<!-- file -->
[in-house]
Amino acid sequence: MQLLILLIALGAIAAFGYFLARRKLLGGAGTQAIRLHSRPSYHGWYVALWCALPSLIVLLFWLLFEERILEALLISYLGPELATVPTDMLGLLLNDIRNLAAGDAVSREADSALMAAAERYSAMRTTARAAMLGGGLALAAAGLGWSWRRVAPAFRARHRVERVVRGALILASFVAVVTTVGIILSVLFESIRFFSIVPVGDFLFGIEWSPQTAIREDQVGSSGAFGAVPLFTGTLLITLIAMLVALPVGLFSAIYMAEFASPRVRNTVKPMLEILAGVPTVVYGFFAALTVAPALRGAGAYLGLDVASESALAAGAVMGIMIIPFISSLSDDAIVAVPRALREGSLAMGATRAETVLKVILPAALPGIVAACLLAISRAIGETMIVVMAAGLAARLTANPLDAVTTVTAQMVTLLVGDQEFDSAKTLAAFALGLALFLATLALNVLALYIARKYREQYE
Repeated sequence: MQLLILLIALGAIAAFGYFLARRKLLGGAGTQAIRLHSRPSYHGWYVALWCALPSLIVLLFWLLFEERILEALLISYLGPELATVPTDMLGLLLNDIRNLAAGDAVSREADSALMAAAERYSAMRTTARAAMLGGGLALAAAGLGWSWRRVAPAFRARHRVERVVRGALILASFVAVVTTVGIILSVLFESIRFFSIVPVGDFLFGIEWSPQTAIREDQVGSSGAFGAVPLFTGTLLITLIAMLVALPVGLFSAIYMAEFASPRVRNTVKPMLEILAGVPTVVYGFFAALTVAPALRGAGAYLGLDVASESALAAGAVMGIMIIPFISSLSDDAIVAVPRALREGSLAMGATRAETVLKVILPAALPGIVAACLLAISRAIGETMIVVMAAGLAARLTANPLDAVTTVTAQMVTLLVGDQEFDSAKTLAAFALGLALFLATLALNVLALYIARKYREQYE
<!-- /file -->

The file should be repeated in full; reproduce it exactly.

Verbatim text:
[in-house]
Amino acid sequence: MQLLILLIALGAIAAFGYFLARRKLLGGAGTQAIRLHSRPSYHGWYVALWCALPSLIVLLFWLLFEERILEALLISYLGPELATVPTDMLGLLLNDIRNLAAGDAVSREADSALMAAAERYSAMRTTARAAMLGGGLALAAAGLGWSWRRVAPAFRARHRVERVVRGALILASFVAVVTTVGIILSVLFESIRFFSIVPVGDFLFGIEWSPQTAIREDQVGSSGAFGAVPLFTGTLLITLIAMLVALPVGLFSAIYMAEFASPRVRNTVKPMLEILAGVPTVVYGFFAALTVAPALRGAGAYLGLDVASESALAAGAVMGIMIIPFISSLSDDAIVAVPRALREGSLAMGATRAETVLKVILPAALPGIVAACLLAISRAIGETMIVVMAAGLAARLTANPLDAVTTVTAQMVTLLVGDQEFDSAKTLAAFALGLALFLATLALNVLALYIARKYREQYE
Repeated sequence: MQLLILLIALGAIAAFGYFLARRKLLGGAGTQAIRLHSRPSYHGWYVALWCALPSLIVLLFWLLFEERILEALLISYLGPELATVPTDMLGLLLNDIRNLAAGDAVSREADSALMAAAERYSAMRTTARAAMLGGGLALAAAGLGWSWRRVAPAFRARHRVERVVRGALILASFVAVVTTVGIILSVLFESIRFFSIVPVGDFLFGIEWSPQTAIREDQVGSSGAFGAVPLFTGTLLITLIAMLVALPVGLFSAIYMAEFASPRVRNTVKPMLEILAGVPTVVYGFFAALTVAPALRGAGAYLGLDVASESALAAGAVMGIMIIPFISSLSDDAIVAVPRALREGSLAMGATRAETVLKVILPAALPGIVAACLLAISRAIGETMIVVMAAGLAARLTANPLDAVTTVTAQMVTLLVGDQEFDSAKTLAAFALGLALFLATLALNVLALYIARKYREQYE